Mostly you need to spend hours following the kids with the camera, and pretty soon they forget you are there. And, if you're always using a camera on outings with your own kids, they consider it a normal part of the outdoor activity.
Trying to capture a particular child's behavior and facial mannerisms is especially hard. Their expressions and movements are so subtle and fleeting. Asking them to "do that again" usually backfires. Sometimes a set-up shot will work, if you can get them absorbed in what they're doing. Patiently waiting for that special reaction, though, is enough to drive you back to taking elk photos!
Overcast days are best for photographing children. Sunny days cause ugly harsh shadows on faces, unless you use fill-flash. Plus you don't want kids squinting at bright sunlight.
Avoid clutter. Don't let their image or outline blend with background distractions. (Telephotos usually provide a shallow depth-of-field and help to "fuzz out" background clutter.)
In catching the mood of a good outdoor kid picture, certain tricks of the trade can help. A silhouette might better express what you feel about the scene. Blurring movement with slower speeds, in combination with a flash, can sometimes communicate outdoor action more effectively.
Soft focus can be especially dramatic when a child is caught in a pensive mood -- hiding in bushes, sitting on a rock, reading at lakeside, or holding a lizard. For the soft-focus effect, use a fog filter or soft-surround filter, or stretch a piece of nylon stocking over the lens with a rubber band, or smear a filter (NOT a lens!) around the edges with Vaseline for a sharp center photo with fuzzy edges. Vaseline has to be cleaned off, though, so I prefer the nylon stocking or buying the right filter for this.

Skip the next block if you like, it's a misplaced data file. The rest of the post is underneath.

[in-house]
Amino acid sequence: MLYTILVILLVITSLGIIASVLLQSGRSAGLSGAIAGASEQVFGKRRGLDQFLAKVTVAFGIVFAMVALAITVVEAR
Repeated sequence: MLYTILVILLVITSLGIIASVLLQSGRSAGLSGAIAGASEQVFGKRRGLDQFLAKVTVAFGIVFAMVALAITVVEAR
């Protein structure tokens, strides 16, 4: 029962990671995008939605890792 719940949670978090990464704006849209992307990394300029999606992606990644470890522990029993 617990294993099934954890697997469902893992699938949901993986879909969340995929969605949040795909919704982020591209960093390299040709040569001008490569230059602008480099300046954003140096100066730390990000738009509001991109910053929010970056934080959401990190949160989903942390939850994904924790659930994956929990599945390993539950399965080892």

Try different angles, lenses, and levels, and don't forget to get right down to the child's level -- this is usually your best shot.
Getting specific events and unique personality traits on film has its rewards, but capturing a sense of "timelessness" can sometimes take your breath away. Such photos go beyond the specific. They represent all children in the outdoors. They capture a moment that seems to go on forever, a picture we never tire of looking at. It's hard to describe artistic shots of this kind, but you'll know it when you see it. They are those precious few you'll want to blow-up and frame.
Many parents confess to putting away the camera when child #2 is born. They're now too busy to bother, and the miracle of their first child has sadly paled. With all those photos you took of the first child, you now have all those repetitive, predictable snapshots out of your system! Now's your chance to become really creative! So, keep taking those kid pictures!
Idaho's ever-active outdoor kids sure won't let you down as perfect subject matter -- if you can keep up with their energy and if you can "ambush" them with patience and a quick trigger finger for those classic shots.